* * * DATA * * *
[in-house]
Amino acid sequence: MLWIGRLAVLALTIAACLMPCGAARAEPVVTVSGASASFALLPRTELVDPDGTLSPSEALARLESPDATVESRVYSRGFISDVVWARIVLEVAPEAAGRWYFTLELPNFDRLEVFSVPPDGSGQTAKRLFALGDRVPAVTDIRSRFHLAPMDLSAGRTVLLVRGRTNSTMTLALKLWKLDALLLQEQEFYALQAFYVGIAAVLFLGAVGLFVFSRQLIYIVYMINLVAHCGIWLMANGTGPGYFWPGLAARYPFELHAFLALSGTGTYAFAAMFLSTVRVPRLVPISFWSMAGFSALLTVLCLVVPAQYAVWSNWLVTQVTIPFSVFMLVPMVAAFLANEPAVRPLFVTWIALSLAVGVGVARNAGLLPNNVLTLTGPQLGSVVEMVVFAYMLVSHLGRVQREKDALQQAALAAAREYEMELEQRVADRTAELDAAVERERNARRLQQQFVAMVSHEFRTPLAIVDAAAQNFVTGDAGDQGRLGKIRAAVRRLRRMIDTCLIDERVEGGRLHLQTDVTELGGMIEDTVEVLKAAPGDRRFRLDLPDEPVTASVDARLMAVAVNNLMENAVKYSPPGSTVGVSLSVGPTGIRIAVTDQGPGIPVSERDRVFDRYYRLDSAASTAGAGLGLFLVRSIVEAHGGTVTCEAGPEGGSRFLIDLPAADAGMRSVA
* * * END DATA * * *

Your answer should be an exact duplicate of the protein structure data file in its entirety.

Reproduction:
[in-house]
Amino acid sequence: MLWIGRLAVLALTIAACLMPCGAARAEPVVTVSGASASFALLPRTELVDPDGTLSPSEALARLESPDATVESRVYSRGFISDVVWARIVLEVAPEAAGRWYFTLELPNFDRLEVFSVPPDGSGQTAKRLFALGDRVPAVTDIRSRFHLAPMDLSAGRTVLLVRGRTNSTMTLALKLWKLDALLLQEQEFYALQAFYVGIAAVLFLGAVGLFVFSRQLIYIVYMINLVAHCGIWLMANGTGPGYFWPGLAARYPFELHAFLALSGTGTYAFAAMFLSTVRVPRLVPISFWSMAGFSALLTVLCLVVPAQYAVWSNWLVTQVTIPFSVFMLVPMVAAFLANEPAVRPLFVTWIALSLAVGVGVARNAGLLPNNVLTLTGPQLGSVVEMVVFAYMLVSHLGRVQREKDALQQAALAAAREYEMELEQRVADRTAELDAAVERERNARRLQQQFVAMVSHEFRTPLAIVDAAAQNFVTGDAGDQGRLGKIRAAVRRLRRMIDTCLIDERVEGGRLHLQTDVTELGGMIEDTVEVLKAAPGDRRFRLDLPDEPVTASVDARLMAVAVNNLMENAVKYSPPGSTVGVSLSVGPTGIRIAVTDQGPGIPVSERDRVFDRYYRLDSAASTAGAGLGLFLVRSIVEAHGGTVTCEAGPEGGSRFLIDLPAADAGMRSVA